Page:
Parkland Walk

It’s called Parkland Walk – and I emphasize ‘Walk’ because many local people are up in arms in case ‘improvements’ wreck this haven of nature, peace and tranquillity by turning it into a cycle track. Opened in 1984, Haringey’s Parkland Walk stretches for four miles and is billed as London’s longest Local Nature Reserve.

This green lung nestling in our borough along the old train tracks (long gone), is used by pedestrians, dog-walkers and recreational cyclists (polite cyclists who warn of their approach with a bell and travel at sensible speeds – often parents taking their youngsters for a safe off-road ride) and it is under threat. Or the fear is that it is under threat.

Haringey Council successfully bid to Transport for London for funding for improvements for three ‘green ways’ – one of which is Parkland Walk. No one can deny that Parkland Walk needs some improvements. But as the Friends of Parkland Walk (www.parkland-walk.org.uk) made clear at a packed public meeting last week those improvements should be limited to improved drainage (lots of muddy puddles and flooding), better signs, repairing broken steps and improving access for people with disabilities and mothers with babies and pushchairs.

Where the controversy comes in is the idea of resurfacing it, turning the current meandering, rough path into a smooth surface which will then encourage commuter cyclists to use the walk at speed to get to Finsbury Park station and its super duper bike stand where commuters can leave their bikes safe and sound.

And of course, we all want to encourage cycling – that’s why there is such a great bike stand at the station. But large-scale tarmac (or similar) will strip the walk of its rural nature and also – almost certainly – result in not just more cyclists, but cyclists at high speeds – taking away yet more of its gentle, rural nature. Not every possible route is suitable for more and faster cycling – this one included.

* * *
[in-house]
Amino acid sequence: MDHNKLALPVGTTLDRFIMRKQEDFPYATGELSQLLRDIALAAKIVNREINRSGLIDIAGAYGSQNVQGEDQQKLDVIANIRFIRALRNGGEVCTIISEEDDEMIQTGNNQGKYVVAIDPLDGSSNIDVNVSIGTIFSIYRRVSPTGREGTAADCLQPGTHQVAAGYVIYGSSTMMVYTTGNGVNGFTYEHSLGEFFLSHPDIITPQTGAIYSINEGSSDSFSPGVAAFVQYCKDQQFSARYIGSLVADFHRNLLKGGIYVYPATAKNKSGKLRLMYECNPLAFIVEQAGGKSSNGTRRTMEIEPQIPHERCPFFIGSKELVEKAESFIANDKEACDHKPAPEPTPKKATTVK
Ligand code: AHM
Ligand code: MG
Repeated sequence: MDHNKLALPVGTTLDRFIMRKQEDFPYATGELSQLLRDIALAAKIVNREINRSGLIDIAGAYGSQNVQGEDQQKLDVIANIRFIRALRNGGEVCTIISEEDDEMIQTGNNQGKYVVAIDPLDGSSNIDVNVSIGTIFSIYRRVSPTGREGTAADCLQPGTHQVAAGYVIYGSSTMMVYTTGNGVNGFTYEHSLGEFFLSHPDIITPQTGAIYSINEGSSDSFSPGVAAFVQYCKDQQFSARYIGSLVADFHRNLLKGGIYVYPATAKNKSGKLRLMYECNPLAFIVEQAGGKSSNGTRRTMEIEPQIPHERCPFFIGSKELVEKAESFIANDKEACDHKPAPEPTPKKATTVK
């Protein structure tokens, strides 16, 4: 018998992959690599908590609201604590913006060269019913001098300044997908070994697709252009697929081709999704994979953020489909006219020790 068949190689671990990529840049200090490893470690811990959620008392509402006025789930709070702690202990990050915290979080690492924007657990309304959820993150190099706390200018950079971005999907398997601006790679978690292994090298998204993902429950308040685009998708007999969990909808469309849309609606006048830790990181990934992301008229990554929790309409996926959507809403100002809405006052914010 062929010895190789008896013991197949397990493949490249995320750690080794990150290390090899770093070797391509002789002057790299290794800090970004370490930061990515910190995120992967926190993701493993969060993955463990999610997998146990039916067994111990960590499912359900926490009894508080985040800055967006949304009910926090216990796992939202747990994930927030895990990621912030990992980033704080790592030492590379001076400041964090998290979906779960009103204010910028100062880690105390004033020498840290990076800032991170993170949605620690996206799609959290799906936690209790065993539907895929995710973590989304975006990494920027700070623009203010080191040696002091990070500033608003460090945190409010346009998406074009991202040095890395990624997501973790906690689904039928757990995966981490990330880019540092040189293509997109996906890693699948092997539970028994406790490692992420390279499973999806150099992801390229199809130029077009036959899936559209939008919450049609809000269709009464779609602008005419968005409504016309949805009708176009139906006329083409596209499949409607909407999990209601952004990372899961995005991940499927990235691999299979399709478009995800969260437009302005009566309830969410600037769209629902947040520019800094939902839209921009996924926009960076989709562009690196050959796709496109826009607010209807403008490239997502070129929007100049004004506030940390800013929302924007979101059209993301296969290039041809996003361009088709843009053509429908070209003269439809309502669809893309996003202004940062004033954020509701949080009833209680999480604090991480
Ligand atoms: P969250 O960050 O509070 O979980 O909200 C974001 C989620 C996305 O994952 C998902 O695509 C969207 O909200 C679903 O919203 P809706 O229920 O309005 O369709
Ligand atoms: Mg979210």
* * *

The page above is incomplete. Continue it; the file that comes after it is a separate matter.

Whilst council officers tried to reassure people at the meeting that the improvements would not ‘widen’ the path, that the meanders would be left in and that there would be no attempt to create a ‘smooth cycle way’ but only patching the path where necessary (albeit along 40% of the length of the walk) – local people did not seem completely reassured. Nor was I.

What became clear from the questions was that the funding wasn’t just a grant from Transport for London to improve green corridors – but that the funding was actually from Transport for London’s Cycling Excellence Centre for improvements for cyclists. So – there are suspicions that the work will really focusing on just getting more cycling along the route, even at the expense of Parkland Walk’s character, but also there is the question of whether this is really the right place to be spending that money. There are many other routes into Finsbury Park that could do with cycling improvements and would be better suited to a growth in bicycle traffic – why not spend it on some of them?

Local users were not generally anti-bike, and were happy with the recreational use by considerate cyclists. Indeed, several recreational bike riders who use the Walk were equally against it becoming a fast cycle track for commuters. I was in Parkland Walk at the weekend – and there was a perfect mix of pedestrians, dogs and family cyclists – all enjoying this amazing retreat.

The council officers promised to put the Parkland Walk funding bid on the web so we can see what the bid consisted of, but I have also written to Transport for London to ask what they believe the money will be spent on. We need clarity from both ends of the chain as there’s such a thing as paying the piper – and we need to know what Transport for London expect for their money – the bangs for bucks.

And if that turns out to be large scale high-speed commuter cycling, then the answer should be, “thanks, but no thanks – the money can and should be better spent elsewhere”. Because to turn it into a cycle path or encourage more or faster cyclists would destroy the ambiance of this woodland nature reserve. Yes – we want more cycling in London – but in the right locations.

This issue is likely to run and run for some time, so please do let me have your own views either by writing to me at House of Commons, London, SW1A 0AA or on my blog.

(c) Lynne Featherstone, 2007